A fierce critic of Moses’ efforts to decimate New York neighborhoods, Jacobs was equally opposed to President Lyndon B. Johnson’s plans to destroy Vietnamese villages. Always an activist, she marched in anti-war rallies. In 1968 Jacobs moved with her husband and children from New York City to Toronto, triggered by her anti-war sentiments. She didn’t want their two draft-age sons to have to go to Vietnam.
She had a profound influence on city planning and community activism in her adopted country. There, too, she battled with powerful forces who pushed for highways over public transit, and large scale projects over people-oriented neighborhoods. As she did in the U.S., she helped lead the fight to preserve neighborhoods and stop expressways, including the proposed Spadina Expressway that would have cut right through the heart of her own Annex neighborhood (where she lived until her death in a three-story brick building) as well as parts of downtown.
Soon after moving to Toronto, she wrote a newspaper article critical of city planners for their plans to “Los Angelize” Toronto, which she described as “the most hopeful and healthy city in North America, still unmangled, still with options.” It is difficult to know how much of Canada’s success in creating more humane cities is due to Jacobs’ influence, but many Canadian politicians, planners and advocates give her credit.
One unfortunate side effect of the battle against urban renewal in the United States was a knee-jerk opposition to government efforts to improve cities, a sentiment that lingers on. We see this in the growing antagonism to the use of eminent domain. Rather than see it as a tool that could be wielded for good or evil—depending on whether a city regime is progressive, liberal or conservative—many people in the U.S. view the tool itself as the enemy. In Richmond, California, for example, a progressive city council—backed by activist community groups and unions—have sought to use eminent domain to fight Wall Street’s predatory practices by purchasing “underwater” mortgages and selling them back to homeowners for their fair market value instead of allowing absentee investors to foreclose their homes.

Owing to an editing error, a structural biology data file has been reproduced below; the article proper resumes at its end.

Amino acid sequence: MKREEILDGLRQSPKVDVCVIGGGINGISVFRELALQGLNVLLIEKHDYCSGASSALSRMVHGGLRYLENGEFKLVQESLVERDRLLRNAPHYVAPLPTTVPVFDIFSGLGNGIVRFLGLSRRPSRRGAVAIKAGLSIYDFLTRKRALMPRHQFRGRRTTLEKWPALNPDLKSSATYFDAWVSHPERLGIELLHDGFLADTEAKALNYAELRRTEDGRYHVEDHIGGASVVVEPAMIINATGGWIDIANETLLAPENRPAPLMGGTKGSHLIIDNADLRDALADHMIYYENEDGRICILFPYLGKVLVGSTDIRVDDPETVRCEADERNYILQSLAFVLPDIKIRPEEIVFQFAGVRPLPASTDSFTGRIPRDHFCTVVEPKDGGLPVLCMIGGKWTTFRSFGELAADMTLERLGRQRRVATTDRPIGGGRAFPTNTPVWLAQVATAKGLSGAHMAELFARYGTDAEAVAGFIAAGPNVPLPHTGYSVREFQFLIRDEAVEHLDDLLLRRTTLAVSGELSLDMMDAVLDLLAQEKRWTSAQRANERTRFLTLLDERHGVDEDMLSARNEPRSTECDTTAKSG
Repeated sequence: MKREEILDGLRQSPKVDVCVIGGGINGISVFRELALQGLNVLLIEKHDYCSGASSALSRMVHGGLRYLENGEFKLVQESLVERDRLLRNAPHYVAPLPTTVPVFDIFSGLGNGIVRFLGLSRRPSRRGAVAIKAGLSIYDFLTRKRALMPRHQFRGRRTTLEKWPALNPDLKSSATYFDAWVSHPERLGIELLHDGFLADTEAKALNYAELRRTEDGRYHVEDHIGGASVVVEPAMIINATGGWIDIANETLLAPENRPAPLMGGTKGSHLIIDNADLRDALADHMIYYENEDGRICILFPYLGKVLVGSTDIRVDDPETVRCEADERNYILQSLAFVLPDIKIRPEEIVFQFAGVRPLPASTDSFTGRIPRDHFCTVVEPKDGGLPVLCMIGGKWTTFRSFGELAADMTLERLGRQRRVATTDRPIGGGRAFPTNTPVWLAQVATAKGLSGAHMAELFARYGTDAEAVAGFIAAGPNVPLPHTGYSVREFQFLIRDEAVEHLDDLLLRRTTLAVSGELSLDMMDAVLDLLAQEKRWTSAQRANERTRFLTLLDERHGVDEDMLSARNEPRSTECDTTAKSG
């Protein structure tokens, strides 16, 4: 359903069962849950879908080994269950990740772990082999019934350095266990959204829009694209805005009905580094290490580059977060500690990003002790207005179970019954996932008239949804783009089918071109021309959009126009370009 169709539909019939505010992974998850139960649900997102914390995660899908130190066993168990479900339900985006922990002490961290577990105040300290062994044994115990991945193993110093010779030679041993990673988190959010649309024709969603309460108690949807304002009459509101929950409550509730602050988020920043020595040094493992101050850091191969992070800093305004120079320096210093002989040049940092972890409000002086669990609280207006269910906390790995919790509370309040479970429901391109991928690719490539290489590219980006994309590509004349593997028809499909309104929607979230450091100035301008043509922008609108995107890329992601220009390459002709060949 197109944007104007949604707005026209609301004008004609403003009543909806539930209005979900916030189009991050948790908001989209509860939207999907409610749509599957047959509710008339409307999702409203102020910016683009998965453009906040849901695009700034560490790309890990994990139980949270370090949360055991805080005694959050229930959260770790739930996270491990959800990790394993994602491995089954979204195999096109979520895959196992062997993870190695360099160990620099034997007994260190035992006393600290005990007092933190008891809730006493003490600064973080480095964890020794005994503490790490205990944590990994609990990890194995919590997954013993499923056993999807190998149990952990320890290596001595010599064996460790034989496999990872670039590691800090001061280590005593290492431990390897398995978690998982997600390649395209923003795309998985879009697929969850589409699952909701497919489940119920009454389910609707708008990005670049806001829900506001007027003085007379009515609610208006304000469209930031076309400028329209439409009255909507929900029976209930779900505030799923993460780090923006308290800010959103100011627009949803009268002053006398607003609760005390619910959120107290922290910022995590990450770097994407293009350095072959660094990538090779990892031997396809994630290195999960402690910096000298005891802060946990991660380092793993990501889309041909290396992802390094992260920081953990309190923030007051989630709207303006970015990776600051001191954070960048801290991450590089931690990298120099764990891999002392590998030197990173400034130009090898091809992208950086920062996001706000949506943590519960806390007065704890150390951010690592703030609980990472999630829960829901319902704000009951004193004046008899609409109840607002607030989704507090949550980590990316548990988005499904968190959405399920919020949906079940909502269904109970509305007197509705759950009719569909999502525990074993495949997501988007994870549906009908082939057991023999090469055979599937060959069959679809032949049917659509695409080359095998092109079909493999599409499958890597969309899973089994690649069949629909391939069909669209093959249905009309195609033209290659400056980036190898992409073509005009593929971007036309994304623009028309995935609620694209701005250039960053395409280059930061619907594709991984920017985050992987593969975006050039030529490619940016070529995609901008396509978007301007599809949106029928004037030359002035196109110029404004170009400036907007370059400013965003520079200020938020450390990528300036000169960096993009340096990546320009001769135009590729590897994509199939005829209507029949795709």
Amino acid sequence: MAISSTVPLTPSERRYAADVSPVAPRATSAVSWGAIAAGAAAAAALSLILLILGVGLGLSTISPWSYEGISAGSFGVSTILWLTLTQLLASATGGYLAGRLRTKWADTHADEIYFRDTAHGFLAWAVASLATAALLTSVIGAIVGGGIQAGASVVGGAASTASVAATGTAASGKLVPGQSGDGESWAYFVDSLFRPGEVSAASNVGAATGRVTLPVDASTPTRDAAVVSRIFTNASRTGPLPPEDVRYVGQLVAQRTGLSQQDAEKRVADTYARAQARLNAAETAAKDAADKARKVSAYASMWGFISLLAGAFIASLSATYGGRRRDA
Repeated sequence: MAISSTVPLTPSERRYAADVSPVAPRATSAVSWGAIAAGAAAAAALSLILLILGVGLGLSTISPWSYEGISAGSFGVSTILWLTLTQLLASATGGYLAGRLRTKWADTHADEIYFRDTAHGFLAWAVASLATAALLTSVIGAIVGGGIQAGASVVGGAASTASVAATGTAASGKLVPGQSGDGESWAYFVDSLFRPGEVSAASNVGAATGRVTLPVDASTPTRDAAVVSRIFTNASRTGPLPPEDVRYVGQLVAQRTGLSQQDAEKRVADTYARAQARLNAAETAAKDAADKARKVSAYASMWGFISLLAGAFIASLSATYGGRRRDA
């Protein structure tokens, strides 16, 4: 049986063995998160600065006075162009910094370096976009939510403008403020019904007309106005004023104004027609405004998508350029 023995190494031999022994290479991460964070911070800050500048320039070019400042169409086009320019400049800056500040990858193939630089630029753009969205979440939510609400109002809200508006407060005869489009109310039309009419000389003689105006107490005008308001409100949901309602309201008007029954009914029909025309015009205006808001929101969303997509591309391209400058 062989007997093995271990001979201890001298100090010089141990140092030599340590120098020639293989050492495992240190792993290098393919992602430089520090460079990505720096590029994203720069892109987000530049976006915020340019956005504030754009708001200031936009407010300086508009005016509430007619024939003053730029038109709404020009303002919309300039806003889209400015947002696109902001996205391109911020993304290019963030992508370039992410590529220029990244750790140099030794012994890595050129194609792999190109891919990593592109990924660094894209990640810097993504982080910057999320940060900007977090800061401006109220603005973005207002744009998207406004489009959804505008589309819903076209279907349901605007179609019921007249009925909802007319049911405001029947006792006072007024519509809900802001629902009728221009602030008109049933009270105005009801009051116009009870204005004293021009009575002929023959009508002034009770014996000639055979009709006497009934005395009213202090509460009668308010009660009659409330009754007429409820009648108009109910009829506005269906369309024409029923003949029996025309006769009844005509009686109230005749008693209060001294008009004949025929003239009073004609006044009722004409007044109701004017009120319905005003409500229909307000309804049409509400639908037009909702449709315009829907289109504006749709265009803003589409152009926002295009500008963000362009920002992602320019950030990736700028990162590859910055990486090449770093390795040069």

Jacobs wrote several other books—including The Economy of Cities (1969), and Cities and the Wealth of Nations (1984)—but none of them had the influence of Death and Life, which eventually became required reading in planning, architecture, and urban studies programs. Advocates of “smart growth” and “new urbanism” today claim Jacobs’ mantle, although she would no doubt dispute some of their ideas and, in particular, criticize the failure of these approaches to make room for poor and working-class residents.
Hailed for her visionary writing and activism, Jacobs refused to accept sainthood. She turned down honorary degrees from more than 30 institutions. She always gave credit to the ordinary people on the front lines of the battle over the future of their cities.
Jacobs—who died in Toronto on April 25, 2006—was a true “public intellectual” who put her ideas into practice. She loved cities and urban neighborhoods. She was fearless and feisty. She was a moralist, who believed that people have a responsibility to the greater good, and that societies and cities exist to bring out the best in people.